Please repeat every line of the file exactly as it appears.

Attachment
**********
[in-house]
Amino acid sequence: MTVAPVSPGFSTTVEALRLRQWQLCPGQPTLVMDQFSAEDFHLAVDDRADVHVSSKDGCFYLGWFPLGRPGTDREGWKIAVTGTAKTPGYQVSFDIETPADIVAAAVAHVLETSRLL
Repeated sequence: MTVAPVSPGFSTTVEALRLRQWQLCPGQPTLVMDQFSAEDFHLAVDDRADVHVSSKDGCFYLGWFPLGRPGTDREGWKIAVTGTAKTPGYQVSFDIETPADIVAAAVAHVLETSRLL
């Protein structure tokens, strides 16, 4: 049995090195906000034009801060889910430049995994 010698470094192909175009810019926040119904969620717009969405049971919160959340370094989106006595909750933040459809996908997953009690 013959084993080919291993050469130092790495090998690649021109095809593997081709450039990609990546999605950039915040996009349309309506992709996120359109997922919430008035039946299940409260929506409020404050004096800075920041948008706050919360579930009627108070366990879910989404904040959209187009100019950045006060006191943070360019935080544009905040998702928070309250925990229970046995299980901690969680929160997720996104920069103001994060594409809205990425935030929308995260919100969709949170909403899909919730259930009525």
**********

[in-house]
Amino acid sequence: MTVAPVSPGFSTTVEALRLRQWQLCPGQPTLVMDQFSAEDFHLAVDDRADVHVSSKDGCFYLGWFPLGRPGTDREGWKIAVTGTAKTPGYQVSFDIETPADIVAAAVAHVLETSRLL
Repeated sequence: MTVAPVSPGFSTTVEALRLRQWQLCPGQPTLVMDQFSAEDFHLAVDDRADVHVSSKDGCFYLGWFPLGRPGTDREGWKIAVTGTAKTPGYQVSFDIETPADIVAAAVAHVLETSRLL
């Protein structure tokens, strides 16, 4: 049995090195906000034009801060889910430049995994 010698470094192909175009810019926040119904969620717009969405049971919160959340370094989106006595909750933040459809996908997953009690 013959084993080919291993050469130092790495090998690649021109095809593997081709450039990609990546999605950039915040996009349309309506992709996120359109997922919430008035039946299940409260929506409020404050004096800075920041948008706050919360579930009627108070366990879910989404904040959209187009100019950045006060006191943070360019935080544009905040998702928070309250925990229970046995299980901690969680929160997720996104920069103001994060594409809205990425935030929308995260919100969709949170909403899909919730259930009525």